If you have federal student loan debt, you might feel like you’re stuck in your current repayment plan. But you probably have more options than you think. In fact, there are eight different repayment plans for federal student loans. Private student loans, though, are a different story.
Read on to learn about the different repayment options that are available for federal student loans. (To learn basic information about student loans, see our Overview of Student Loans.)
Different repayment plans apply to federal and private student loans.
Loans issued by banks or the federal government. The options discussed in this article are available for federal student loans. Which specific repayment plans are available to you depends largely on what type of federal student loan you have. The two main types of federal loans are:
For details about which types of loans qualify for each of the repayment options discussed below, see the U.S. Department of Education’s website.
School-issued federal loans. If you have school-issued federal student loans, like Perkins Loans, ask your school about repayment options. Repayment plan options for federal Perkins Loan are different than those for federal Direct Loans or FFELs.
Private student loans. Private student loans are not eligible for the repayment plans discussed in this article. If you have private student loans, contact your lender, loan holder, or loan servicer to find out your repayment options.
Currently, the available basic repayment plans for federal student loans are:
Under the standard repayment plan, you’ll make the same monthly payment for the life of the loan. With this kind of plan you'll normally pay off your loan in the shortest amount of time—up to ten years. (For Consolidation loans, the repayment period is up to 30 years.) This means you’ll pay the most per month, but the least amount of interest over the life of your loan.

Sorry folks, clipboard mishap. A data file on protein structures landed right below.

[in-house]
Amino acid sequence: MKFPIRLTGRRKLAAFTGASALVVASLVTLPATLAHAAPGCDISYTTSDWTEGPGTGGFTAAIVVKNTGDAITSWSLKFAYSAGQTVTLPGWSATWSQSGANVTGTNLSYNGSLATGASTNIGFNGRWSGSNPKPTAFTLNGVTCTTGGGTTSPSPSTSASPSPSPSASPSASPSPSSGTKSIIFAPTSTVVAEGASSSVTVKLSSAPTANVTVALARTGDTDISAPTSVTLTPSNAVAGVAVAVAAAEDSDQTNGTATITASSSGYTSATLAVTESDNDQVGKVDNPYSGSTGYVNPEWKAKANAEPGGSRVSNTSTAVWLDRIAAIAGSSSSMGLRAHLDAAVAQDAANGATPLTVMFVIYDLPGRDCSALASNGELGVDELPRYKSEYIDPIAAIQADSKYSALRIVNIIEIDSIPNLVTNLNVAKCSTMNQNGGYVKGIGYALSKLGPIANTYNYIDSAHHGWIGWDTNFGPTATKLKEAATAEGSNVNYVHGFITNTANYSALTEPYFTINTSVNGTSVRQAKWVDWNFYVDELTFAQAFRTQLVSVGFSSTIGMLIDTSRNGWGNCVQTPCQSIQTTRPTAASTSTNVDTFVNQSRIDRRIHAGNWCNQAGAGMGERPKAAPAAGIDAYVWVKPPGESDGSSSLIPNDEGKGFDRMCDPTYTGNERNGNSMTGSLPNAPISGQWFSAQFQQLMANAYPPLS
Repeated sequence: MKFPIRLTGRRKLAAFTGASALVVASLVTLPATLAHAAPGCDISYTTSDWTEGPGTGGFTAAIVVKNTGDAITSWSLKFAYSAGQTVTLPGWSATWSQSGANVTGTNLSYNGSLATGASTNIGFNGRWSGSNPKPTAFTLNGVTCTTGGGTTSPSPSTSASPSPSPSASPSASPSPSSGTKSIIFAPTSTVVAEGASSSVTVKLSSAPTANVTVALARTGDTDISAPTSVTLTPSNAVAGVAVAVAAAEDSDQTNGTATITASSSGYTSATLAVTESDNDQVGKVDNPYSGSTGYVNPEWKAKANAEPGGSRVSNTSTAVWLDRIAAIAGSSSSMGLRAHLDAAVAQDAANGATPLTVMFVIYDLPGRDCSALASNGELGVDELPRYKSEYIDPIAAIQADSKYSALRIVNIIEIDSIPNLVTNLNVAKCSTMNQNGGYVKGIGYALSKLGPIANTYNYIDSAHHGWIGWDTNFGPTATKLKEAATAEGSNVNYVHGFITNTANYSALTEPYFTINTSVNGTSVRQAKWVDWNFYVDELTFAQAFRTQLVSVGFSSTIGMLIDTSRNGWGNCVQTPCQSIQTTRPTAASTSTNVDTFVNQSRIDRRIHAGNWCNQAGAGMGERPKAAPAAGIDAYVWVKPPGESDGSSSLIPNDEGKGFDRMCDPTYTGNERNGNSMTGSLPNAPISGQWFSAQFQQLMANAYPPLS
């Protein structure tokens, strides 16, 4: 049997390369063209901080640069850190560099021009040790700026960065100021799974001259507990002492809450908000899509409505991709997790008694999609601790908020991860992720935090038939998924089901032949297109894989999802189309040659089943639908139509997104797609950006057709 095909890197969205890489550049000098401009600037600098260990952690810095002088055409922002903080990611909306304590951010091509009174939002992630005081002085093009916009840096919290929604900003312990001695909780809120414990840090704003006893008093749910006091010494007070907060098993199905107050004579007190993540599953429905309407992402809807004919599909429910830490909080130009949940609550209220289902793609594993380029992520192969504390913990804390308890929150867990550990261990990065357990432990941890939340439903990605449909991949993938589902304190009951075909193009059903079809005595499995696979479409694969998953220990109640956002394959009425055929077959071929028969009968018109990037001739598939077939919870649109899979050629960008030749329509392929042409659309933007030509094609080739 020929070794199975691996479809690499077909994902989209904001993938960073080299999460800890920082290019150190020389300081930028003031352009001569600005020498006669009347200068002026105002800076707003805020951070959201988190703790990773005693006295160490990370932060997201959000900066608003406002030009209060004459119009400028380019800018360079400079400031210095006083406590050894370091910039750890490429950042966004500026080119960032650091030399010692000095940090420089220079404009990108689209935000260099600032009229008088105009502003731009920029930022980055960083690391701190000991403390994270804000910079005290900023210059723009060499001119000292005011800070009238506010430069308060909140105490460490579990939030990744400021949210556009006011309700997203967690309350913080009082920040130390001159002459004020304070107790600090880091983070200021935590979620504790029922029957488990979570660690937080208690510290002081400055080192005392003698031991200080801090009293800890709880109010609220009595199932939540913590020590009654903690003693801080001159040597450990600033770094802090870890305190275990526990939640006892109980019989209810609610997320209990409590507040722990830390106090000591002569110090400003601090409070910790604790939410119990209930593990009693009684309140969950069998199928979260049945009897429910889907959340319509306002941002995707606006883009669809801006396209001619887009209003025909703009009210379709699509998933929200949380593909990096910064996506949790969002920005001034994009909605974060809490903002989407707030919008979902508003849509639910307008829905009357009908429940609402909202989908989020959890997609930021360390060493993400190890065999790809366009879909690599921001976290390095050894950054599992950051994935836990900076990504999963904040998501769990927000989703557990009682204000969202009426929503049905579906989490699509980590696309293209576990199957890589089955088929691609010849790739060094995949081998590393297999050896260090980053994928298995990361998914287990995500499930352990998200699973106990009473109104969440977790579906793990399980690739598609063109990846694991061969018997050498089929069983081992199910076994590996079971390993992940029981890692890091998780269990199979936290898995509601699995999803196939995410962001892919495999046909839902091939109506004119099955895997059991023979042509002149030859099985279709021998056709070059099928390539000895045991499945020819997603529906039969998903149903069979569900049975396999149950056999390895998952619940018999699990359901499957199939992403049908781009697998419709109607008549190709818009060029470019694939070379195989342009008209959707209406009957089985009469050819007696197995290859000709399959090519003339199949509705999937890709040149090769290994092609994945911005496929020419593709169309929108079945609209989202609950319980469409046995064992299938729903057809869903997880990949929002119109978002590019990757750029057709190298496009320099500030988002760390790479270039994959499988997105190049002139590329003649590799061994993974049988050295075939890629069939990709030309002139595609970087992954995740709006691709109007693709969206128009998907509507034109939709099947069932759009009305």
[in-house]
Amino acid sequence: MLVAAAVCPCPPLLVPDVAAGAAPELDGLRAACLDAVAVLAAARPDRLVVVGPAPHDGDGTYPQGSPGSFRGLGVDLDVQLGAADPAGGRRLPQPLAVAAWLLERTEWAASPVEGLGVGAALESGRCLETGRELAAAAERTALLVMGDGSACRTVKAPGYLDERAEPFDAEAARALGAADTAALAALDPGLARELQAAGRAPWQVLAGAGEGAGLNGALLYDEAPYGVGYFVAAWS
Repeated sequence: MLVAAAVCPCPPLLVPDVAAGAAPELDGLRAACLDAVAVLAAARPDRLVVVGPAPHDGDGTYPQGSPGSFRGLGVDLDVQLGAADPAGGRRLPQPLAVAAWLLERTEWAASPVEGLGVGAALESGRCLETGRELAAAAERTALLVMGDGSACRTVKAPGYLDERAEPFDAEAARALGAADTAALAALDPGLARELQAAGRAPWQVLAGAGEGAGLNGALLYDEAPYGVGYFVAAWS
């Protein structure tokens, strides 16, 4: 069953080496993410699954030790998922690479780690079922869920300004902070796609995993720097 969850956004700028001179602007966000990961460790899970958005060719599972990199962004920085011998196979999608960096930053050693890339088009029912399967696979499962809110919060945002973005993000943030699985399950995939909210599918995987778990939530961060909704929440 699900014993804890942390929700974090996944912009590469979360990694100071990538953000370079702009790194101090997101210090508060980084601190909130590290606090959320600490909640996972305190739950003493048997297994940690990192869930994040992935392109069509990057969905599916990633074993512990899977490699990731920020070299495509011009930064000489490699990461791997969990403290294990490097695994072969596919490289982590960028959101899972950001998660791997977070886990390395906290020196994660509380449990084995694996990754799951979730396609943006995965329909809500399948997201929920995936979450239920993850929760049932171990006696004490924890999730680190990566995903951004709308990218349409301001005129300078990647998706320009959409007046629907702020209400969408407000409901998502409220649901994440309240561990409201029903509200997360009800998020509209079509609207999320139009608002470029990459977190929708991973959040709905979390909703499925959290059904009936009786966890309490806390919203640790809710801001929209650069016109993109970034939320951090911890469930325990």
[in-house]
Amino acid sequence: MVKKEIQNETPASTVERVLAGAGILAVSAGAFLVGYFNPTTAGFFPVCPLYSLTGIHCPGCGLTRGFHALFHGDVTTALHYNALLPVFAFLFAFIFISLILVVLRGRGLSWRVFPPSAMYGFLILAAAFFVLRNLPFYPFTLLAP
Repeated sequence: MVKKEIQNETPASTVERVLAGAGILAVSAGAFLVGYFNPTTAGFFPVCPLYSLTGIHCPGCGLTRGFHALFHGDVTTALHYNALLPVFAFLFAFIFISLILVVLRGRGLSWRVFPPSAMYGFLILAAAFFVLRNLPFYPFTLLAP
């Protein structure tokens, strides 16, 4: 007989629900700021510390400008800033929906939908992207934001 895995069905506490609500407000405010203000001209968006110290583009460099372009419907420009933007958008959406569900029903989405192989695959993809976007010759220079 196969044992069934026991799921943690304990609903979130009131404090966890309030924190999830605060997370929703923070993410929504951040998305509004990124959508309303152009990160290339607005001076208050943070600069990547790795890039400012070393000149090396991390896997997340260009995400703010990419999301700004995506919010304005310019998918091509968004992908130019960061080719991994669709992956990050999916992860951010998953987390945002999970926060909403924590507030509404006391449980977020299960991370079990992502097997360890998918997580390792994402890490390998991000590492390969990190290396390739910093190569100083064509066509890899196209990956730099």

Under a graduated plan, your payments start out low and increase during the repayment period—usually every two years. This is typically a good option if your income is low when you graduate, but will likely increase quickly. Like with a standard repayment plan, the timeline is up to ten years (except for FFEL Consolidation Loans and Direct Consolidation Loans, which can have a repayment term of up to 30 years). Because you carry a larger balance at the beginning of the repayment period, you'll end up paying more interest than under a standard repayment plan.
An extended plan allows you have fixed or graduated payments stretched over a period of up to 25 years. To be eligible for this plan, you must have an outstanding loan balance of more than $30,000.
There are a number of income-driven plans available if your income is low or unstable, or you have moderate income with very high student loan debt. Your payment amount under an income-driven repayment plan is generally a percentage of your discretionary income.
Under the IBR plan, the payments generally are:
If you haven't paid off your loan after 20 years (if you're a new borrower on or after July 1, 2014) or 25 years (if you're not a new borrower on or after July 1, 2014), the government will cancel the remaining balance—though you might have to pay taxes on the canceled amount.
Under the ICR plan, your payment is the lesser of:
Like with all of the income-driven repayment plans, you'll have to reapply every year and the payment amount will likely be adjusted. If you haven't paid off your loan after 25 years, the government will cancel the remaining balance. Again, you might have to pay taxes on the canceled amount.
With PAYE, your maximum monthly payments are 10% of your discretionary income. If you haven't paid off your loan after 20 years, the government will cancel the remaining balance. You might have to pay income tax on any forgiven amount.
Like PAYE, with REPAYE, your maximum monthly payments will be 10% of your discretionary income. The main differences between PAYE and REPAYE are:
Under REPAYE, if you haven’t paid off the loan after 20 years (undergraduate loans) or 25 years (loans for graduate or professional study), the government cancels the balance. The forgiven amount is, again, considered taxable.
In this plan, your payments are based on your annual income. The ISR plan is available only to low-income borrowers and only for FFEL loans. Because FFELs were discontinued in 2010, recent borrowers aren't eligible for an ISR plan.
With so many repayment options available to federal student loan borrowers, the trick is figuring out which of the eight major federal repayment plans you can choose from and, of those, which is best for your situation. Again, for details about which types of loans qualify for each of the repayment options discussed below, see the U.S. Department of Education’s website. For tips on where to start when selecting a plan, see How to Choose a Student Loan Repayment Plan.
To learn more about federal student loans in general, including the various repayment plans covered in this article, visit the U.S. Department of Education’s Federal Student Aid website or call your loan servicer.